“ . . . The most important lessons I took from the Technique all involve ease: doing less to do more and staying out of my own way . . . When the semester began, I felt so disconnected from this campus and from myself. My plate was full with demanding classes, a show, work, and graduate school applications. I have pushed myself pretty hard in the past, so I was ready yet again to make myself miserable to accomplish it all. I missed a lot of my friends who had graduated last year and so I felt socially lost, looking for a new source of support and relief. But as the semester went on, I gradually began to find my way, and I credit Alexander Technique for some of that personal revolution. I really latched onto the idea of finding and fulfilling true needs, instead of the things I think I should do, or have always done. I accepted that I could not give my best to both the present and future, so I began to prioritize my real happiness now over my hypothetical happiness later, realizing that they are not mutually exclusive. It wasn’t about giving up – it was a choice to not take the path of greatest resistance every single time. I know that I can, but that doesn’t mean that I always should. And the universe began to respond to my new attitude of optimism and faith – I made new friends, I lightened up, I began to look at Denison with fresh eyes, and my semester turned around from being one of the most difficult to being my favorite. From all the psychology classes I’ve taken, I knew about the idea of self-fulfilling prophecy, but I don’t think I’d ever felt it in action until recently.
My literal physical Use has also improved. I will still have to actively choose to release my tension, but now I am more aware of my tendency to keep tense shoulders, jaw, hands, knees, ankles, and neck. I now know when I am most prone to poor Use, such as reading, at a computer, wearing a book bag, or sitting in a movie theatre. Our physical exercises such as Constructive Rest, Monkey, the Whispered “Ah,” and full body curl have all given me ways to release and rehabilitate those bad habits and improve basic activities such as walking, running, and sleeping.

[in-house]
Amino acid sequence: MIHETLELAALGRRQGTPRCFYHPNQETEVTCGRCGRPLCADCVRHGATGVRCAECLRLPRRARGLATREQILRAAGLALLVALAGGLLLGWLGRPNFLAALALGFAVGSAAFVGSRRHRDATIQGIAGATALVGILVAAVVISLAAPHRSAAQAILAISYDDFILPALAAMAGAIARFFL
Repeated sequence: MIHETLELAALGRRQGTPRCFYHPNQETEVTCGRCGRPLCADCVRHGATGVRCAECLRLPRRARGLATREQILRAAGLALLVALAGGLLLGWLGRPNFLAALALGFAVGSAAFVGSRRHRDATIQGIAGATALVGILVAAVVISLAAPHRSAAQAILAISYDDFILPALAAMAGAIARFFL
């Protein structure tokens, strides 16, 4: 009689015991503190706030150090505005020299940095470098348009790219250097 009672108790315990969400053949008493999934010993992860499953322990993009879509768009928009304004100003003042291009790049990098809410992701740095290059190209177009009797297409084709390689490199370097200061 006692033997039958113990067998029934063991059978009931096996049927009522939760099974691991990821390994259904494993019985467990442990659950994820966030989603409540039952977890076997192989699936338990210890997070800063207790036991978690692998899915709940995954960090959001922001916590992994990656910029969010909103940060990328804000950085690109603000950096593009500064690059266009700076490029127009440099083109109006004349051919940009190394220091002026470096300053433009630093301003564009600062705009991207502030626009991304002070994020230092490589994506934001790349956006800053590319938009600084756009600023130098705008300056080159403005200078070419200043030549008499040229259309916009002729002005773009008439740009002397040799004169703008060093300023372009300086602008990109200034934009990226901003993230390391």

I appreciate the idea of having trust and faith in myself and the world around me, which I feel like Alexander Technique really encourages. Our societal outlook is typically much more aggressive – “nothing should be left to chance,” “everything is under our control.” Especially in this competitive academic environment, throwing around all of one’s energy and dedication is the way we show that we are dedicated to and serious about our work; “hard working” is a compliment. A moment of stillness seems anathema to success for ourselves and others. But as we learned in Ellen Langer’s The Power of Mindful Learning, intense concentration (lack of mindfulness) is the enemy – narrowing down your outlook until only one thing matters creates a serious sense of unbalance and heightens stress. When we open our minds to other things that are meaningful, we can keep better perspective. With that attitude, no one thing or situation has the power to rend the fabric of a life.
There is so much wisdom that has been brought into my daily life by the Alexander Technique. Small things such as understanding the importance of exhalation for staying calm in tense situations, the concepts of flexibility and spontaneity for helping to absorb or deflect stress, and the intentions of “I have time,” “where is up?” and “let the universe do its work” have been revolutionary to me. One of the most amazing concepts I heard was that we stress almost exclusively about things to come in our day or week or life – but why should we let that interrupt our present, when those things haven’t happened and may not ever? When I truly pay attention, I realize that there is rarely anything to fear in the present moment; combined with inhibition of the habit of not stressing about things I’ve made in my own head, there are few genuinely stressful situations, and even then, I now have techniques for keeping my poise.